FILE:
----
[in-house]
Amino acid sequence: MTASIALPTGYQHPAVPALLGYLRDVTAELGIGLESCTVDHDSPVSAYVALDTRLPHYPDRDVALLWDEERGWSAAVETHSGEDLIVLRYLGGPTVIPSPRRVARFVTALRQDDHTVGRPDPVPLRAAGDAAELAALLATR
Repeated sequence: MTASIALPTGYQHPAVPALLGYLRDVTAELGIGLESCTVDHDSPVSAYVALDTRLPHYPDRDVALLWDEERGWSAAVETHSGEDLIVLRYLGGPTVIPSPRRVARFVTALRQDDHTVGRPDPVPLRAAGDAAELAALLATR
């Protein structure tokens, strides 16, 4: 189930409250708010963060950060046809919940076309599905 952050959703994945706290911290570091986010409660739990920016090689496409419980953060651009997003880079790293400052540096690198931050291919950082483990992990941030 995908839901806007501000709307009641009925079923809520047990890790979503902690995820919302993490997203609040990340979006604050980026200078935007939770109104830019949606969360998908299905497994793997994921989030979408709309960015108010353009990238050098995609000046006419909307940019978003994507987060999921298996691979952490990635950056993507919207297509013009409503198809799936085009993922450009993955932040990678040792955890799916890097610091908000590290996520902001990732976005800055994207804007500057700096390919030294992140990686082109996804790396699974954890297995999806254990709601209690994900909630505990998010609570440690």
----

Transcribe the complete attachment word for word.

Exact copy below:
[in-house]
Amino acid sequence: MTASIALPTGYQHPAVPALLGYLRDVTAELGIGLESCTVDHDSPVSAYVALDTRLPHYPDRDVALLWDEERGWSAAVETHSGEDLIVLRYLGGPTVIPSPRRVARFVTALRQDDHTVGRPDPVPLRAAGDAAELAALLATR
Repeated sequence: MTASIALPTGYQHPAVPALLGYLRDVTAELGIGLESCTVDHDSPVSAYVALDTRLPHYPDRDVALLWDEERGWSAAVETHSGEDLIVLRYLGGPTVIPSPRRVARFVTALRQDDHTVGRPDPVPLRAAGDAAELAALLATR
């Protein structure tokens, strides 16, 4: 189930409250708010963060950060046809919940076309599905 952050959703994945706290911290570091986010409660739990920016090689496409419980953060651009997003880079790293400052540096690198931050291919950082483990992990941030 995908839901806007501000709307009641009925079923809520047990890790979503902690995820919302993490997203609040990340979006604050980026200078935007939770109104830019949606969360998908299905497994793997994921989030979408709309960015108010353009990238050098995609000046006419909307940019978003994507987060999921298996691979952490990635950056993507919207297509013009409503198809799936085009993922450009993955932040990678040792955890799916890097610091908000590290996520902001990732976005800055994207804007500057700096390919030294992140990686082109996804790396699974954890297995999806254990709601209690994900909630505990998010609570440690």